• Making connections between different ways of seeing
  • Exploring the ambiguities and tensions that may lie between them” (2017, p227-228).

Sir Ken Robinson also states that, “teaching for creativity involves teaching creatively” (2017, p228). In order to facilitate a student-centered, creativity-focused classroom, teachers’ need to:

  • Encourage students to ask questions.
  • Encourage students to believe in their creative abilities.
  • Develop an atmosphere of trust within their classroom.
  • Facilitate self and peer assessment of ideas and creative processes.

Accept Failure as Part of the Learning Process

The era of test-focused classrooms has produced students that are constantly searching for the “right answer.” Shifting the focus to creativity is not only challenging for teachers, but also for students. I have found that it takes a long time to make that shift – it won’t happen overnight. It’s easy to fall into old habits or mindsets, but we as teachers must persevere.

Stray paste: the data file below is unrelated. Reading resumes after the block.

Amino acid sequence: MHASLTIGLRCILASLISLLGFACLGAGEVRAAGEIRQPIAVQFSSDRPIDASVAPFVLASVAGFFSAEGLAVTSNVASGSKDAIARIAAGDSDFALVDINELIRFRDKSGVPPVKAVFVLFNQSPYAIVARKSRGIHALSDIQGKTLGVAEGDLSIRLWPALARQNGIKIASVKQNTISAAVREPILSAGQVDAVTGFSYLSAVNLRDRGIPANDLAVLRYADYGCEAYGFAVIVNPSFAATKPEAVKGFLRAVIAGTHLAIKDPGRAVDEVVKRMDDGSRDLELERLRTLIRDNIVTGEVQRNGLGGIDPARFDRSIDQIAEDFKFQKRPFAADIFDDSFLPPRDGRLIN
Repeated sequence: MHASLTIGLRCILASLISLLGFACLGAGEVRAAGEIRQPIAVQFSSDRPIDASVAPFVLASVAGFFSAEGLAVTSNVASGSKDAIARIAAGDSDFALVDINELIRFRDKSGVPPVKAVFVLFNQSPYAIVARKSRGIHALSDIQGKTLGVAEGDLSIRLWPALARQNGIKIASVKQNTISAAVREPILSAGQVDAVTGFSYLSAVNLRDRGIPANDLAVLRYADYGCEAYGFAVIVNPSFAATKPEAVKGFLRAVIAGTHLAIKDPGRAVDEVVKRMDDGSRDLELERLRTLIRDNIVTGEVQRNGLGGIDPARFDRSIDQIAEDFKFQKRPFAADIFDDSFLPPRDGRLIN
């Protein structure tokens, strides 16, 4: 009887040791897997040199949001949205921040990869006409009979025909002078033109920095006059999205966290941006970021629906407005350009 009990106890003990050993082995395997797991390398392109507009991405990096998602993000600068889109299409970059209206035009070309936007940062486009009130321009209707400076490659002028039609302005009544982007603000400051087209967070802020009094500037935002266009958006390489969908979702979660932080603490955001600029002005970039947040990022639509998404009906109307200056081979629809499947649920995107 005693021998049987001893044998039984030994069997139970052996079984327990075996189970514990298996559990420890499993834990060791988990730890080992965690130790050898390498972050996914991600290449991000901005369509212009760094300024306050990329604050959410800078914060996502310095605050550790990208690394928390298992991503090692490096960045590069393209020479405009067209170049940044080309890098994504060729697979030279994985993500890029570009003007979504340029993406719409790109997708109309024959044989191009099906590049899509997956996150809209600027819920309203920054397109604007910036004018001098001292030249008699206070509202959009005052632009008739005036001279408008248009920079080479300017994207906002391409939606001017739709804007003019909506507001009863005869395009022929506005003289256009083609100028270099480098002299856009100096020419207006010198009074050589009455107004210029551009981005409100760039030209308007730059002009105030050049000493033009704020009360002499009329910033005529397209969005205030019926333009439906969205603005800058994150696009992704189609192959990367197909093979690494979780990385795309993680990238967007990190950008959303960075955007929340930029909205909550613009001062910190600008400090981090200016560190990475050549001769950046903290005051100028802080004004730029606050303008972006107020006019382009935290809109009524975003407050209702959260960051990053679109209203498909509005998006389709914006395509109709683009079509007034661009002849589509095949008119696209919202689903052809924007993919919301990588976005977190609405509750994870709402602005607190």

It is our job to encourage our students to step out of their comfort zone and embrace their sometimes younger, more creative selves. Trevor Bryan tweeted (@trevorabryan, 2/4/18) – “If you aren’t letting your students get stuck, struggle, make things that don’t work out, feel lost, confused and unsure, then you are not teaching creativity. Creativity isn’t about certainty, it dances with the unknown.” It is often in those “unknown” moments of creativity when true learning occurs.

As teachers, we must embrace this “unknown” and exemplify it within our classrooms. No one has all the answers and sometimes honesty is the best policy. Don’t be afraid to let your students know that you don’t know everything and even adults experience failure while learning.